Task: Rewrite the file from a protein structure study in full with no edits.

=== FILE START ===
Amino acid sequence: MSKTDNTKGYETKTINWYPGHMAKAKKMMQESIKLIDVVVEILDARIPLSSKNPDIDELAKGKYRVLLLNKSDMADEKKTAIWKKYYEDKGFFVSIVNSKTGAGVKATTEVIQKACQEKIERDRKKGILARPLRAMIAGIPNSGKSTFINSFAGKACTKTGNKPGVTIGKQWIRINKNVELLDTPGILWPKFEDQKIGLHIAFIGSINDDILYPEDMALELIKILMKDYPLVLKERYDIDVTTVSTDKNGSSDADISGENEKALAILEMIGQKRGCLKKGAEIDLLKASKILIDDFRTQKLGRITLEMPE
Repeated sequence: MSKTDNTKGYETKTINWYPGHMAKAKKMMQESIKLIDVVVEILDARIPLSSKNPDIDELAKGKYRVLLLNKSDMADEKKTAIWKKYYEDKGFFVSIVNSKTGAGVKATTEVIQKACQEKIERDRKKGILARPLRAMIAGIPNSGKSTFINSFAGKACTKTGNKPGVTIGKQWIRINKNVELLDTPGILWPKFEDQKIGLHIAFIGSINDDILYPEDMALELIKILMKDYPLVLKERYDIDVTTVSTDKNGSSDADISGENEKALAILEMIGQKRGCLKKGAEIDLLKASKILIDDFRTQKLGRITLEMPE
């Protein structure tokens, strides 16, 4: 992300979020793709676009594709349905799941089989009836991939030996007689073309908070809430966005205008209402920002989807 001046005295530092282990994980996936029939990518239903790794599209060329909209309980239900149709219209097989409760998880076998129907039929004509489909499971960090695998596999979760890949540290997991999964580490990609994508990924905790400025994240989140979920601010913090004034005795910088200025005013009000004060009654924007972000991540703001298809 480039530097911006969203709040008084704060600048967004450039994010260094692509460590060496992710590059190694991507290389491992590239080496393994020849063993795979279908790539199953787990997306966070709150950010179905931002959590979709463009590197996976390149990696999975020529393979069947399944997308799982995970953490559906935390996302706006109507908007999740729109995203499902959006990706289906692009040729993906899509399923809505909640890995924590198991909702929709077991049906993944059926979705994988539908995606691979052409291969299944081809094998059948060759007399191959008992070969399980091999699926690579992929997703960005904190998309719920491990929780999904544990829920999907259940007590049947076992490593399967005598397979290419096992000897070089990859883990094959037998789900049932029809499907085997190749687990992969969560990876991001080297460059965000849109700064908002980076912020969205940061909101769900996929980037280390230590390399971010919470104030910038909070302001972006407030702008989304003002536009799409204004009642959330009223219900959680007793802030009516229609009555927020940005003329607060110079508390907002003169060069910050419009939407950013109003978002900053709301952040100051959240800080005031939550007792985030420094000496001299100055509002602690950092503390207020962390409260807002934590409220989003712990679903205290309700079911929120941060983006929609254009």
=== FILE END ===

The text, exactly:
Amino acid sequence: MSKTDNTKGYETKTINWYPGHMAKAKKMMQESIKLIDVVVEILDARIPLSSKNPDIDELAKGKYRVLLLNKSDMADEKKTAIWKKYYEDKGFFVSIVNSKTGAGVKATTEVIQKACQEKIERDRKKGILARPLRAMIAGIPNSGKSTFINSFAGKACTKTGNKPGVTIGKQWIRINKNVELLDTPGILWPKFEDQKIGLHIAFIGSINDDILYPEDMALELIKILMKDYPLVLKERYDIDVTTVSTDKNGSSDADISGENEKALAILEMIGQKRGCLKKGAEIDLLKASKILIDDFRTQKLGRITLEMPE
Repeated sequence: MSKTDNTKGYETKTINWYPGHMAKAKKMMQESIKLIDVVVEILDARIPLSSKNPDIDELAKGKYRVLLLNKSDMADEKKTAIWKKYYEDKGFFVSIVNSKTGAGVKATTEVIQKACQEKIERDRKKGILARPLRAMIAGIPNSGKSTFINSFAGKACTKTGNKPGVTIGKQWIRINKNVELLDTPGILWPKFEDQKIGLHIAFIGSINDDILYPEDMALELIKILMKDYPLVLKERYDIDVTTVSTDKNGSSDADISGENEKALAILEMIGQKRGCLKKGAEIDLLKASKILIDDFRTQKLGRITLEMPE
């Protein structure tokens, strides 16, 4: 992300979020793709676009594709349905799941089989009836991939030996007689073309908070809430966005205008209402920002989807 001046005295530092282990994980996936029939990518239903790794599209060329909209309980239900149709219209097989409760998880076998129907039929004509489909499971960090695998596999979760890949540290997991999964580490990609994508990924905790400025994240989140979920601010913090004034005795910088200025005013009000004060009654924007972000991540703001298809 480039530097911006969203709040008084704060600048967004450039994010260094692509460590060496992710590059190694991507290389491992590239080496393994020849063993795979279908790539199953787990997306966070709150950010179905931002959590979709463009590197996976390149990696999975020529393979069947399944997308799982995970953490559906935390996302706006109507908007999740729109995203499902959006990706289906692009040729993906899509399923809505909640890995924590198991909702929709077991049906993944059926979705994988539908995606691979052409291969299944081809094998059948060759007399191959008992070969399980091999699926690579992929997703960005904190998309719920491990929780999904544990829920999907259940007590049947076992490593399967005598397979290419096992000897070089990859883990094959037998789900049932029809499907085997190749687990992969969560990876991001080297460059965000849109700064908002980076912020969205940061909101769900996929980037280390230590390399971010919470104030910038909070302001972006407030702008989304003002536009799409204004009642959330009223219900959680007793802030009516229609009555927020940005003329607060110079508390907002003169060069910050419009939407950013109003978002900053709301952040100051959240800080005031939550007792985030420094000496001299100055509002602690950092503390207020962390409260807002934590409220989003712990679903205290309700079911929120941060983006929609254009």